If colleges become more project-based, like Primer, then I believe it would have more value. Growing up, I did so many projects: we built our own rockets and did tons of science projects. I was always tinkering on something. Project-based learning is difficult to achieve in a classroom setting.

M: I'm a web developer at a cybersecurity company and have been working as a developer for the past three years. After leaving college, I worked at a disability center, I continued to run the public speaking club I had joined as a college student, and I signed with a modeling agency and got to travel. I eventually took a free Intro to Computer Science class on Udacity. We learned how to use HTML, CSS, and Python to build our own search engines. I was lucky that I was able to just spend the next year and a half going deep in that area and teach myself how to become a developer.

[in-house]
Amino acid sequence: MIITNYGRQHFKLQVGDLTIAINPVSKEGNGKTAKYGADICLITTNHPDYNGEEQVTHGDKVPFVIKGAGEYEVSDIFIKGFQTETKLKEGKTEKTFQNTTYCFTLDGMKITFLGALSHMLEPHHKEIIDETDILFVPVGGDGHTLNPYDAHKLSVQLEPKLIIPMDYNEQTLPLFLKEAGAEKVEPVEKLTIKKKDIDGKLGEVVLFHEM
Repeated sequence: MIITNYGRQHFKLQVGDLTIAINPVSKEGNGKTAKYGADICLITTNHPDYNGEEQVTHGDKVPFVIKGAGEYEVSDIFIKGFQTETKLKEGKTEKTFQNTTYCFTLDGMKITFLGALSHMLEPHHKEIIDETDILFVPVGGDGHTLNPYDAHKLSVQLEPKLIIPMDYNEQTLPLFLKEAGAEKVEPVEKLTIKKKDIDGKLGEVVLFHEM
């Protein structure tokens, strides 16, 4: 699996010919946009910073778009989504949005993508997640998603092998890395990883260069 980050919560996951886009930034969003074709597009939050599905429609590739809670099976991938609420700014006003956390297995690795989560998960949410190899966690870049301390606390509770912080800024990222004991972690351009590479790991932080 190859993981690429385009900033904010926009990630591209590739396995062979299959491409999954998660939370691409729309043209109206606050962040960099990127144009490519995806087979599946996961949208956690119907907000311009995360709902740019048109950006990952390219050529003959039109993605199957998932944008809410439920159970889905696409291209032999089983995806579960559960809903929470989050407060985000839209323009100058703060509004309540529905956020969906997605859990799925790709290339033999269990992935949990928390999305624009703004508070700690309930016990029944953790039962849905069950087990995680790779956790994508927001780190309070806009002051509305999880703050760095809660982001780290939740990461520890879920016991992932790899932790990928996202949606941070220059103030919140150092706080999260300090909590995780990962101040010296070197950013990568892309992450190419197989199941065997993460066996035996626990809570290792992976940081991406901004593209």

I've also been helping my mom with The first project is an e-book she wrote called The Homeschool Survival Guide for Parents Who Never Wanted to Homeschool to help parents who’ve been forced into remote schooling with their kids because of the COVID.

A: How did your mom homeschool you and your sisters while running a startup?

M: Great question—she's definitely a superwoman. She blended things well, such as when we cooked together, we considered that part of our homeschooling for the day. We talked about the lessons we could learn from simple things like that, and we turned routine household activities into projects. She didn’t separate life from learning.

She also tried to incorporate us into a lot of her business. Her project with Robert Ballard was an example of that. We interviewed him and attended the expedition. So it was work for her, but also an amazing learning experience for us.